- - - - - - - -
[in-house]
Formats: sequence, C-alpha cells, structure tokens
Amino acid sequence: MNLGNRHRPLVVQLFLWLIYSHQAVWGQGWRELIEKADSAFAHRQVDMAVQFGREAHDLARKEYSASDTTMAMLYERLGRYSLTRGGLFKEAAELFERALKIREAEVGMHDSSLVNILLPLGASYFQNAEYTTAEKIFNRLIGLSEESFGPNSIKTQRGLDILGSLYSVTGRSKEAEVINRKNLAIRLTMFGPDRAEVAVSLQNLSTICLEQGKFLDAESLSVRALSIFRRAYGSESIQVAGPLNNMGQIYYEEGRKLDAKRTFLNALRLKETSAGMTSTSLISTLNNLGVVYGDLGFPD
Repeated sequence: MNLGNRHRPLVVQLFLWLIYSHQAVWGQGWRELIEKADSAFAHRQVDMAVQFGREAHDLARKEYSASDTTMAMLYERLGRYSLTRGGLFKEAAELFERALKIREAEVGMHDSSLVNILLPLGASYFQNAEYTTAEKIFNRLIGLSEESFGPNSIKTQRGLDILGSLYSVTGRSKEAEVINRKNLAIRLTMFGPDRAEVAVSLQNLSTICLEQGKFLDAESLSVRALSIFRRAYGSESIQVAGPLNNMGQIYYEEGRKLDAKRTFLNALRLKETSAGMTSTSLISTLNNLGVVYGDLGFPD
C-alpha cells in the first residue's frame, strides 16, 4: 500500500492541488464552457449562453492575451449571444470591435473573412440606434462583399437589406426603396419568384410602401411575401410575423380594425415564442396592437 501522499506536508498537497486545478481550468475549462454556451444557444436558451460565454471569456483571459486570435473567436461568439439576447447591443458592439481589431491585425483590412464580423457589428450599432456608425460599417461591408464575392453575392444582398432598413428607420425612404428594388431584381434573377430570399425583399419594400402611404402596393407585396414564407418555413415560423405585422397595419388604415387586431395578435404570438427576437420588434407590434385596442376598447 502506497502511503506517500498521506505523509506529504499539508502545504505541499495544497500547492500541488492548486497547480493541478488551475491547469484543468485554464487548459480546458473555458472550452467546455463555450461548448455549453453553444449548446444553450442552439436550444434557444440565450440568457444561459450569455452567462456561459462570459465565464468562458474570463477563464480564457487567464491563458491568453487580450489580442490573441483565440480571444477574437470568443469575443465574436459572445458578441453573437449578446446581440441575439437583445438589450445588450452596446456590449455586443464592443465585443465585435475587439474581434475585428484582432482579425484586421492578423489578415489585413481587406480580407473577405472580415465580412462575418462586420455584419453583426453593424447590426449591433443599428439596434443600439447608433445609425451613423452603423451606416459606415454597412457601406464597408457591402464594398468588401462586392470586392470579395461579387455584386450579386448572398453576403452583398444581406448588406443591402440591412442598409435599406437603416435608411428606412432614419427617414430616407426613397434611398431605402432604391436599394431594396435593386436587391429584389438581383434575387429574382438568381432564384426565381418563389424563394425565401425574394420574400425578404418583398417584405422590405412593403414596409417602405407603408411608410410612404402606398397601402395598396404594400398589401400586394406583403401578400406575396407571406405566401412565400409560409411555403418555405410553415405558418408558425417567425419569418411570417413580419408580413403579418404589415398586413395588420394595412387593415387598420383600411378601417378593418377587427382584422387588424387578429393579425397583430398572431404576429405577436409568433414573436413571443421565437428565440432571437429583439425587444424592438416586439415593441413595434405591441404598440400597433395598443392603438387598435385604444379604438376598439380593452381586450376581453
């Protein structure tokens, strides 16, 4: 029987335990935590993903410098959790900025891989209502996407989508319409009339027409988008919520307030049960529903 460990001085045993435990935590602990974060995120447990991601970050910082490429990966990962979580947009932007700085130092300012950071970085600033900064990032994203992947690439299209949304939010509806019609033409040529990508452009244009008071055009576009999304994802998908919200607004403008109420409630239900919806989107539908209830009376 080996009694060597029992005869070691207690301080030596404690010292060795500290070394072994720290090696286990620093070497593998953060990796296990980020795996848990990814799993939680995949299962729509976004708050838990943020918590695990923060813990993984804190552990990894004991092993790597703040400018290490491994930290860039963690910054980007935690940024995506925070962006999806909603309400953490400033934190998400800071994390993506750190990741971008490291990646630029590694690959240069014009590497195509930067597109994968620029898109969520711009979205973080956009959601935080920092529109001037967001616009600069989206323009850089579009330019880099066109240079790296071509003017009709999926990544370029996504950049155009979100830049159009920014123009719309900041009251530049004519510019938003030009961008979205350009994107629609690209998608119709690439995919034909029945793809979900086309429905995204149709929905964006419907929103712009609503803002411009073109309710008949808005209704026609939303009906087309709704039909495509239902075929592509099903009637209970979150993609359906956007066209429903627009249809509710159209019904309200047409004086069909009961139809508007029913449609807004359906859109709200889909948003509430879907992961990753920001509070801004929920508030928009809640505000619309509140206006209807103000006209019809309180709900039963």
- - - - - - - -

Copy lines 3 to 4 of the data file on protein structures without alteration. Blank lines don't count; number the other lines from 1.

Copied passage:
Amino acid sequence: MNLGNRHRPLVVQLFLWLIYSHQAVWGQGWRELIEKADSAFAHRQVDMAVQFGREAHDLARKEYSASDTTMAMLYERLGRYSLTRGGLFKEAAELFERALKIREAEVGMHDSSLVNILLPLGASYFQNAEYTTAEKIFNRLIGLSEESFGPNSIKTQRGLDILGSLYSVTGRSKEAEVINRKNLAIRLTMFGPDRAEVAVSLQNLSTICLEQGKFLDAESLSVRALSIFRRAYGSESIQVAGPLNNMGQIYYEEGRKLDAKRTFLNALRLKETSAGMTSTSLISTLNNLGVVYGDLGFPD
Repeated sequence: MNLGNRHRPLVVQLFLWLIYSHQAVWGQGWRELIEKADSAFAHRQVDMAVQFGREAHDLARKEYSASDTTMAMLYERLGRYSLTRGGLFKEAAELFERALKIREAEVGMHDSSLVNILLPLGASYFQNAEYTTAEKIFNRLIGLSEESFGPNSIKTQRGLDILGSLYSVTGRSKEAEVINRKNLAIRLTMFGPDRAEVAVSLQNLSTICLEQGKFLDAESLSVRALSIFRRAYGSESIQVAGPLNNMGQIYYEEGRKLDAKRTFLNALRLKETSAGMTSTSLISTLNNLGVVYGDLGFPD